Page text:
Traumatic memory reactivation with or without propranolol for PTSD and comorbid major depression symptoms
Leo Sher, M.D.
A research report, “Traumatic memory reactivation with or without propranolol for PTSD and comorbid MD symptoms: a randomised clinical trial” has been published in Neuropsychopharmacology online ahead of print (1). The authors aimed to examine the efficacy of traumatic memory reactivation under the influence of propranolol in reducing PTSD symptoms as well as comorbid major depression (MD) symptoms.
Researchers performed a double blind, placebo-controlled, randomised clinical trial in 66 adults diagnosed with PTSD. Propranolol or a placebo was administered 90 minutes before a brief memory reactivation session, once a week for 6 consecutive weeks. Measures included the SCID PTSD module, the PTSD Check List (PCL-S) and the Beck Depression Inventory-II (BDI-II).
PTSD symptoms decreased both in the pre-reactivation propranolol group (39.28%) and the pre-reactivation placebo group (34.48 %). During the 6 treatment sessions, PCL-S and BDI-II scores decreased to similar extent in both groups and there were no treatment differences. During the 3-month follow-up period, there were no treatment effects for the mean PCL-S and BDI-II scores. However, in patients with severe PTSD symptoms (PCL-S ≥ 65) before treatment, PCL-S and BDI-II scores continued to decline 3 months after the end of treatment in the propranolol group while they increased in the placebo group.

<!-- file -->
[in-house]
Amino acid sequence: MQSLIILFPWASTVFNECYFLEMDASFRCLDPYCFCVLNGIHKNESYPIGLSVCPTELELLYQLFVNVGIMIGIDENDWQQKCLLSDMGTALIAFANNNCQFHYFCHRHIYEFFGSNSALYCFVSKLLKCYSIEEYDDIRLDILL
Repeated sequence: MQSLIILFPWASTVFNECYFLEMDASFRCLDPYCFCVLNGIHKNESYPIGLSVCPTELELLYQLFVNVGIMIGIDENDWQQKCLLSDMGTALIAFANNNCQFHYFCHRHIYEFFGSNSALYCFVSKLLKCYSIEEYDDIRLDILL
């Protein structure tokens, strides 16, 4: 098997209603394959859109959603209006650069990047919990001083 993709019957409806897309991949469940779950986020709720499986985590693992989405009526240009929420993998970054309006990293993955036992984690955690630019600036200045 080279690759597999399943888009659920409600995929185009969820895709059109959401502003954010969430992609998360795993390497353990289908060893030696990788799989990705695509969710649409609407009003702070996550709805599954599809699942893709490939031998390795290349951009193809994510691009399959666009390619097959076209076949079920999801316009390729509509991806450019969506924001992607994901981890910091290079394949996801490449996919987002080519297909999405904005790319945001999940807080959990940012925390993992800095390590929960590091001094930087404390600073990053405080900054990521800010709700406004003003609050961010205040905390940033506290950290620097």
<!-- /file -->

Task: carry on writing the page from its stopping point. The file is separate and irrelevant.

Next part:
The authors concluded that repeated traumatic memory reactivation seemed to be effective for PTSD and comorbid MD symptoms. The efficacy of propranolol was not greater than that of placebo one week after treatment. However, propranolol seemed to be effective in stabilising improvement in patients with severe PTSD.
1. Roullet P, Vaiva G, Véry E, Bourcier A, Yrondi A, Dupuch L, Lamy P, Thalamas C, Jasse L, El Hage W, Birmes P. Traumatic memory reactivation with or without propranolol for PTSD and comorbid MD symptoms: a randomised clinical trial. Neuropsychopharmacology. 2021 Feb 21:1–7. doi: 10.1038/s41386-021-00984-w. Epub ahead of print.